To Have and Have Not Reviews
Humphrey Bogart and Lauren Bacall first met and fell in love on set of Howard Hawks' wartime classic, and their infatuation with one another simmers in every shared scene; which, sadly, are few and far between. The duo's exchanges rise above the mediocre melodrama which characterises the rest of Hawk's film: a not-so-fine-tuned fairytale torn between capitalising on the likes of Casablanca and introducing and exploring wistful subplots.
Bogie's bone-dry wit and Bacall's devilish glare are a recipe for some of the best sexual tension in 1940s cinema - and producers quickly latched onto this following the film's release. Both actors have made better pictures since, but will always be best remembered for that iconic 'whistle' scene. Hawks has gifted us a great on-screen pairing, but this muddy film has little to offer once the whistling fades.
Martinique in the Caribbean, 1940. France has fallen to Germany and the
Vichy French are now in charge of the island. An American, Harry Morgan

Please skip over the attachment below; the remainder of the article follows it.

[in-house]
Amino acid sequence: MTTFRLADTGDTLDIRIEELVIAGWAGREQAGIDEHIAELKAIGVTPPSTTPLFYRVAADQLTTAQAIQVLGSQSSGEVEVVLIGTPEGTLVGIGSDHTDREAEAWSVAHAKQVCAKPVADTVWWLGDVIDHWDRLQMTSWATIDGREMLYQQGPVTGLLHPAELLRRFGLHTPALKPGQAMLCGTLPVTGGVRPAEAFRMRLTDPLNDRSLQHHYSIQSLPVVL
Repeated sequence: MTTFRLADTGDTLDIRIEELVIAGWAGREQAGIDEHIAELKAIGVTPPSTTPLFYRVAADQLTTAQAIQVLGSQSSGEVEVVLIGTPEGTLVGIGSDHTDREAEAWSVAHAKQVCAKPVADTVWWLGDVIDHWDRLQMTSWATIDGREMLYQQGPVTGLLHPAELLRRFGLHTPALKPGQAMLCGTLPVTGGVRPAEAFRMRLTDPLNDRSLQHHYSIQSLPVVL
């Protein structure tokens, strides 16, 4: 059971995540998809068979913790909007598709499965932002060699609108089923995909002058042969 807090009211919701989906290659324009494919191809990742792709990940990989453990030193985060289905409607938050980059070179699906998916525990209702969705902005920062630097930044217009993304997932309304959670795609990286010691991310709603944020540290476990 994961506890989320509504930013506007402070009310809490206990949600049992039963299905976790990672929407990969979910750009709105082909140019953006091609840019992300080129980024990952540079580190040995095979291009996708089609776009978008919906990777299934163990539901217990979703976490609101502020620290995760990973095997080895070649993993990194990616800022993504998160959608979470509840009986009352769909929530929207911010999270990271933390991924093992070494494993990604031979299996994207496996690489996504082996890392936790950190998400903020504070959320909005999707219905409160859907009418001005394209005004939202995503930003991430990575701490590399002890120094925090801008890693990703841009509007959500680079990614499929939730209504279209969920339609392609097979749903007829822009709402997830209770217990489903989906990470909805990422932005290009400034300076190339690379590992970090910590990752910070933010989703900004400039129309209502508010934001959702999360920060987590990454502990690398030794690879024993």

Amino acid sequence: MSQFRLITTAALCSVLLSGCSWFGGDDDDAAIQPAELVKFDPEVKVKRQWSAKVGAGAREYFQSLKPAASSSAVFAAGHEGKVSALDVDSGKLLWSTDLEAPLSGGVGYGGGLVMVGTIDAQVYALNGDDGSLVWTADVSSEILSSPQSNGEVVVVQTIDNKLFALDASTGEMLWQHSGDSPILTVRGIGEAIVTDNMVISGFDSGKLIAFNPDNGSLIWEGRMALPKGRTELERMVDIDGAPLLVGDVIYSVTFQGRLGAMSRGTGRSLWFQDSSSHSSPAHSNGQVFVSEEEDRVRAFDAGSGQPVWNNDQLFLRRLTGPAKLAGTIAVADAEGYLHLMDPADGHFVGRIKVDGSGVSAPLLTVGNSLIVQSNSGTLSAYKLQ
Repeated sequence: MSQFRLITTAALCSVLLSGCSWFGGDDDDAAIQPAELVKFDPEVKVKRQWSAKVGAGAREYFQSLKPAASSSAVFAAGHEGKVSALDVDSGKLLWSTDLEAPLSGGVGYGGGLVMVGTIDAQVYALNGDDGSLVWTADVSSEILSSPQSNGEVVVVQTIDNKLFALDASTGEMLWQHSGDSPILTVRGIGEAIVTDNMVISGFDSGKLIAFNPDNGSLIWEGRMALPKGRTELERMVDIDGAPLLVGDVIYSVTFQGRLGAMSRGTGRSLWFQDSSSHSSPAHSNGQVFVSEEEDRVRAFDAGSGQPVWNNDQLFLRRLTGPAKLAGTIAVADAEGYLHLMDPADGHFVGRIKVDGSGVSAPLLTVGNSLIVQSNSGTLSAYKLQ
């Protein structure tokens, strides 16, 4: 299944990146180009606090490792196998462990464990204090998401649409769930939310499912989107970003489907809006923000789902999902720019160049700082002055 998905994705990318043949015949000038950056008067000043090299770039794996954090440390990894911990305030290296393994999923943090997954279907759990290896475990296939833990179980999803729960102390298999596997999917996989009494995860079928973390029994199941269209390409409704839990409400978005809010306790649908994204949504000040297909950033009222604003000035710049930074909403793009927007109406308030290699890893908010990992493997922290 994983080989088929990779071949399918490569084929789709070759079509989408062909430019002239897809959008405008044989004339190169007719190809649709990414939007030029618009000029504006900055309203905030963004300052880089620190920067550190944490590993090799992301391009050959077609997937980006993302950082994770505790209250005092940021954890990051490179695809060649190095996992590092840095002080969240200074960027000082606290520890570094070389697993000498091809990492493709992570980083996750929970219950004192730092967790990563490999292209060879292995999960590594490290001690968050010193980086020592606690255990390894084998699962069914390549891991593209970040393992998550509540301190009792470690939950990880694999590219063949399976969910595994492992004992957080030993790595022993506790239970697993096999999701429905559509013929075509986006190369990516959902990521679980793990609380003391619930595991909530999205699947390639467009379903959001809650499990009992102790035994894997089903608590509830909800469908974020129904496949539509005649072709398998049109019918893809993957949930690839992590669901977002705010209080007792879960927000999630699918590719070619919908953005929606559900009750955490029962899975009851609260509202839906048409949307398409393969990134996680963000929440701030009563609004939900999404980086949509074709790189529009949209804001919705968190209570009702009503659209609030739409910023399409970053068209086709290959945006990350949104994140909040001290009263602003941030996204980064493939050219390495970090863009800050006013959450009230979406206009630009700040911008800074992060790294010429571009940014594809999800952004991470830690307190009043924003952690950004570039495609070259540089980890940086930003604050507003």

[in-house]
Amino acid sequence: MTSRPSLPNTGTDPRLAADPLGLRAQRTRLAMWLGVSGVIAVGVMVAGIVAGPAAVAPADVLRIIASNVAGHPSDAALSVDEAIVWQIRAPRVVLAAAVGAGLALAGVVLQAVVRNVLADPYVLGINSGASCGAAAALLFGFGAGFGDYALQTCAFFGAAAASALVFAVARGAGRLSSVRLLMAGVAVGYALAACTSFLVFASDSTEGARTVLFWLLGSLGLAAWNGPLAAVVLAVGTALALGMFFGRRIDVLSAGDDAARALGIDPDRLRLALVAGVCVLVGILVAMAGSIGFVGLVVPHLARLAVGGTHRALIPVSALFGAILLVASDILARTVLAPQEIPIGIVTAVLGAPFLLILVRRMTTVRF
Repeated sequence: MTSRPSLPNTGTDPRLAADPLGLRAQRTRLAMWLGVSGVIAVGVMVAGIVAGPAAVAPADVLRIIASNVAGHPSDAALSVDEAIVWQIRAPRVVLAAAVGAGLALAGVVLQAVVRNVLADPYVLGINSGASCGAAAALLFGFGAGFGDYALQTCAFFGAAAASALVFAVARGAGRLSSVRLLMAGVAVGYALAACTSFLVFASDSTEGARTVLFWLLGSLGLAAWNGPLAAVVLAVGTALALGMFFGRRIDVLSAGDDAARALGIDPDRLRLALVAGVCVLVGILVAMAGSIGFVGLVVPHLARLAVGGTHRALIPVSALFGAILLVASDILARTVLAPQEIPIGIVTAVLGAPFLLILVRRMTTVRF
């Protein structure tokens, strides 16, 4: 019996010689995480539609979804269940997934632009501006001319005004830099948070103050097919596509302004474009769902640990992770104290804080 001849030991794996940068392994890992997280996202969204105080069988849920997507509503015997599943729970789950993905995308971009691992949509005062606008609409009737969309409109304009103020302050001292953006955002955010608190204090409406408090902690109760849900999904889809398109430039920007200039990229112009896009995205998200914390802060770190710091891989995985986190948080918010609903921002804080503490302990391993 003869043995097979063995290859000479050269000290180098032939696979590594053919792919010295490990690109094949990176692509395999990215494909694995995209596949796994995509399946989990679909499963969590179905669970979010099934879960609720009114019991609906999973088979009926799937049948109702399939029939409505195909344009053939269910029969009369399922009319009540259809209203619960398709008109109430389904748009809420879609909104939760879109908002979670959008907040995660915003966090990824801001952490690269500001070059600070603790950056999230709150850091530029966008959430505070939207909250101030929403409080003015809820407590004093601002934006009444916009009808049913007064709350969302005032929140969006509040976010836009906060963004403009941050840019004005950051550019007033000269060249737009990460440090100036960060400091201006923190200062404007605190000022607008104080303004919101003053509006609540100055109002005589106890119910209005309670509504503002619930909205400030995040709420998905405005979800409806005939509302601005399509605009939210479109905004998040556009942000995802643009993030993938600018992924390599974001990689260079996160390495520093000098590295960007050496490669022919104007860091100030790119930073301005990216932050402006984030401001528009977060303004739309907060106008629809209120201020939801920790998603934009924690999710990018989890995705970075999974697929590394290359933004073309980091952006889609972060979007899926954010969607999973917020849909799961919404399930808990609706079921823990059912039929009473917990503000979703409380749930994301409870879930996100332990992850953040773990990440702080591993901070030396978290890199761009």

(played by Humphrey Bogart) runs a charter boat and is determined to
stay out of politics and not get involved in the war. However, there
are Free French sympathisers and agents who would dearly like his help.
To make things more complicated, a beautiful American woman, Marie
"Slim" Browning (played by Lauren Bacall) keeps drifting across his
An excellent drama, based on the Ernest Hemingway novel and directed by
Howard Hawks. Solid, intriguing plot. Does resemble Casablanca at times
- at one point I thought it was just Casablanca transported to the
Caribbean - but ultimately differentiates itself quite well from that
other classic Bogart movie.
Has the legendary Humphrey Bogart smoothness and coolness. Lauren
Bacall is great in her film debut - cool, beautiful, stylish and
doesn't take a backward step to Bogart. This would be the first of many
collaborations between the two. Moreover, they would marry a year after
the movie was released...
Cast also includes Hoagy Carmichael as the bar's singer / band- leader,
Only two negative aspects. One is the Eddie character - quite irritating at
times. Him and his flaws are necessary to the plot, however. Walter
Brennan did a decent job playing him, but every time he appeared I lost
some interest in the scene.
The other negative is that the Bogart-Bacall dialogue battles sometimes
felt overdone. There are some terrific quotes and word plays but it's
as if the writer or director didn't know when to stop.
These are minor issues, however, in what is a fantastic movie.